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The Highlander

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The Highlander

Saltburn leaves several questions

Comedy-thriller Saltburn is two hours of confusion
Saltburn%2C+a+comedy-thriller+set+in+early+2000s+England+was+released+on+November+17%2C+2023.+The+movie+tells+the+story+of+university+student+Oliver+Quick+who+befriends+wealthy+Felix+Catton+and+the+chaos+that+unfolds+as+he+spends+the+summer+at+Felixs+familys+estate%2C+Saltburn.
Courtesy of IMDb
Saltburn, a comedy-thriller set in early 2000s England was released on November 17, 2023. The movie tells the story of university student Oliver Quick who befriends wealthy Felix Catton and the chaos that unfolds as he spends the summer at Felix’s family’s estate, Saltburn.

Given that I hadn’t looked into the substance of this movie prior to watching it, it’s safe to say I was surprised by Saltburn, a British comedy-thriller that was released on November 17, 2023. From the movie’s first quarter, I thought Saltburn was about two university students who – despite their different backgrounds – would become friends. Clearly, I was very wrong.

Saltburn is the story of a seemingly shy university student, Oliver Quick, who claims to have been dealt a bad hand in life and somehow stumbles upon and becomes obsessed with fellow student Felix Catton. Whether Oliver is in love with, obsessed with, or simply envious of Felix is unclear, though, at times, it seemed like he was all of the above. However, Oliver is altogether attracted to Felix’s electric and reckless attitude, which he is privileged with, given his ridiculously wealthy background. Oliver manages to befriend Felix, who then invites him to spend the summer at his family’s eccentric home, Saltburn, in which Oliver familiarizes himself with the luxuries of the rich and attempts to assimilate in any way possible. The main plot of the movie is essentially Oliver making continuous and increasingly unhinged efforts to become closer to Felix in an attempt to become a version of his so-called friend.

The plot reminded me of The Talented Mr. Ripley, a horror-thriller movie from 1999 in which a less fortunate and clever Tom Ripley comes across a wealthy and carefree Dickie Greenleaf whom he seems to fall in love with and becomes dangerously infatuated with. Both movies depicted a man of less fortune aspiring to climb the social ladder to achieve impossible wealth, though I found Saltburn to be a much more disturbing version.

I found Oliver’s character to be both confusing and off-putting. While it was clear his character was meant to be more manipulative and secretive, at times, I felt that he didn’t know what he was doing or what his plan of manipulation was. For at least half of the movie, his actions were truly reckless and painful to watch, and I found myself having to pause the movie to simply wrap my head around the unnerving actions he carried out.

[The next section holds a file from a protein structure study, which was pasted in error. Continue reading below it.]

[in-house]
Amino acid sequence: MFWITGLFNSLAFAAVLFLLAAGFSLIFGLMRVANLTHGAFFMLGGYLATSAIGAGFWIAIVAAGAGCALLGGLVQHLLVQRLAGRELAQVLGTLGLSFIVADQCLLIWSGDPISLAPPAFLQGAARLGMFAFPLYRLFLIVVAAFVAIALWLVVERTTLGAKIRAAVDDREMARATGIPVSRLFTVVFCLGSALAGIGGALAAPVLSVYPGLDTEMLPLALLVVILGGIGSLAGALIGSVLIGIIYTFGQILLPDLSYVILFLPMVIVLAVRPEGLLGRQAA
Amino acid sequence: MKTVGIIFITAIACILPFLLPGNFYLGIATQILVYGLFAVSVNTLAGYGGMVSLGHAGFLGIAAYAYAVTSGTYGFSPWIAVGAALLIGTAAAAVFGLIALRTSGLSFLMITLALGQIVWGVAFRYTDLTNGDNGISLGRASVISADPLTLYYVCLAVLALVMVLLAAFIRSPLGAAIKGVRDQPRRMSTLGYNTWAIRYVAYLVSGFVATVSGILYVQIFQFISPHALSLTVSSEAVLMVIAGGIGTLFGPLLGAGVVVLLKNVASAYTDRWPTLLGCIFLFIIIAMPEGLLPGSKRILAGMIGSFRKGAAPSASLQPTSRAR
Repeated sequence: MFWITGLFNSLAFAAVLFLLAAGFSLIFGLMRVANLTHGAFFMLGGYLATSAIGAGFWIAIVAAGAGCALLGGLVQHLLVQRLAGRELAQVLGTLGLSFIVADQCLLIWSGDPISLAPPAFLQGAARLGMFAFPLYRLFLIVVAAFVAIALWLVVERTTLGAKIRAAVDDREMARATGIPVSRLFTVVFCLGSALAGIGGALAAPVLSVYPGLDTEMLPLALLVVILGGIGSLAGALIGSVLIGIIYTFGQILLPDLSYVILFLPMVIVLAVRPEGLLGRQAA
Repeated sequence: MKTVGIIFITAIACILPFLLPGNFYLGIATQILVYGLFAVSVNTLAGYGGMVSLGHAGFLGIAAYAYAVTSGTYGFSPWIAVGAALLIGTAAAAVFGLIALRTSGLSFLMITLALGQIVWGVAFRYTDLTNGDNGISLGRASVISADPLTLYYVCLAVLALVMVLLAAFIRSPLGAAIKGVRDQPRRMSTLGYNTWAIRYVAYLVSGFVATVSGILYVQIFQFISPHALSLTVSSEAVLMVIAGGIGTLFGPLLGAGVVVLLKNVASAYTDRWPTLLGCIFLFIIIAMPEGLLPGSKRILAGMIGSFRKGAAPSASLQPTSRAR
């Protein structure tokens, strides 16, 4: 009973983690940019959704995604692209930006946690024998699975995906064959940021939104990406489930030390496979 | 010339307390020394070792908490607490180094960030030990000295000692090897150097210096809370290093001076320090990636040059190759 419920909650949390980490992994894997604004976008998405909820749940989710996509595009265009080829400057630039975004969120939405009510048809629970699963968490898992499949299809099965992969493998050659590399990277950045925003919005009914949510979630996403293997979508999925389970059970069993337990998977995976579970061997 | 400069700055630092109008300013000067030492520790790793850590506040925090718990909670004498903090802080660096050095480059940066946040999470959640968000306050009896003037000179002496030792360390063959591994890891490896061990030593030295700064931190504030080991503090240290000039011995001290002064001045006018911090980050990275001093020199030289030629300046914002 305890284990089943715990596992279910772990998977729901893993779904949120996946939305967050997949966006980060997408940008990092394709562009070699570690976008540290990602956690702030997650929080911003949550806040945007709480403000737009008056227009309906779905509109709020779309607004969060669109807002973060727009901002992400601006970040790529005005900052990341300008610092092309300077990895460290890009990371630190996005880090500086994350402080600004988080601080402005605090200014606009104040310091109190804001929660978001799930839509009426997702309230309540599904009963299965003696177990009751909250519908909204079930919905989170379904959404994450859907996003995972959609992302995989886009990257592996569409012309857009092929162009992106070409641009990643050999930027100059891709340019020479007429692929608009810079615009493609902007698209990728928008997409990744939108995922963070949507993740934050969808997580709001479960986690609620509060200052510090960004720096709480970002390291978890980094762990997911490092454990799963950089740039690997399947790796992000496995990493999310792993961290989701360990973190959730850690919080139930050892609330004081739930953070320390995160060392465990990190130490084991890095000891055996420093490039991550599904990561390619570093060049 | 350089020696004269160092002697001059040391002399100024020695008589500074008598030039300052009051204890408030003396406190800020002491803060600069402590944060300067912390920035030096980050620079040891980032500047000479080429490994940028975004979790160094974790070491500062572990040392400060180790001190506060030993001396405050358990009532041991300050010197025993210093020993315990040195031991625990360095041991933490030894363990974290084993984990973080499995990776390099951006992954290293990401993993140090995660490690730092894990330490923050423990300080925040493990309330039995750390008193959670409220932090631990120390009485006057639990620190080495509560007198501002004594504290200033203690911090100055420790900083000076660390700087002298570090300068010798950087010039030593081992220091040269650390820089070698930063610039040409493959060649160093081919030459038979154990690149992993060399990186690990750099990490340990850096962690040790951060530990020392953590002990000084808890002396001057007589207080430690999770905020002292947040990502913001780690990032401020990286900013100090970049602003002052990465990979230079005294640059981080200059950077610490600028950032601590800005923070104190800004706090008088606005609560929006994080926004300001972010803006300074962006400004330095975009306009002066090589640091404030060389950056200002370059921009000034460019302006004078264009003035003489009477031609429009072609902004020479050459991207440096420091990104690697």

The central theme of this movie critiques the rich and their surface-level behavior, as much of Felix and his family’s conversations were ignorant and completely unrelated to the issues they came across throughout the movie. It seemed as though the entire family was scared of reality. While they shared their fabricated and posh lifestyle at Saltburn with outsiders such as their long-term guest and recovering drug addict Pamela, it was clear that their charities were merely a facade that was easily revealed through their elitist behavior.

Meant to be a thriller, I can understand why the dialogue is limited to light-hearted banter with darker implications, though I felt that the movie tried too hard to be abstract. I was left with many questions unanswered as to the characters’ actions and their methods of deception towards one another. Despite the movie being extremely horrifying and rather puzzling, the film’s aesthetics were lovely to watch. The setting was beautiful, and the entire movie had more of a vintage feel due to its grainy and filtered camera detail. The estate itself was very classical, which made it seem as though the more modern set characters and their unhinged behavior were misplaced in such a serene setting, which undoubtedly added to the story’s off-putting nature.

Although there were very few songs featured in the movie, I enjoyed the soundtrack as it smoothly combined both the modern characters with the classical background. These traits were perfectly executed in the movie’s infamous and strange final scene, in which a remix of the disco-alternative hit “Murder on the Dancefloor” was featured. The song perfectly contrasted the nature of the movie’s discomforting plot with the surface-level appearance of extravaganza.

Considering that the movie’s confusing scenes and Oliver’s contradictory behavior throughout the film were paired with an altogether aesthetically pleasing soundtrack and setting, I would rate Saltburn a 3 out of 5. While this movie somewhat failed to be abstract, it was nonetheless thought-provoking and left me curious yet fearful about what would happen next. Given its categorization as a comedy-thriller, I would say that it leans more towards a thriller in that it managed to be both baffling and unnerving while still intriguing, making it a concerning yet reflective watch.

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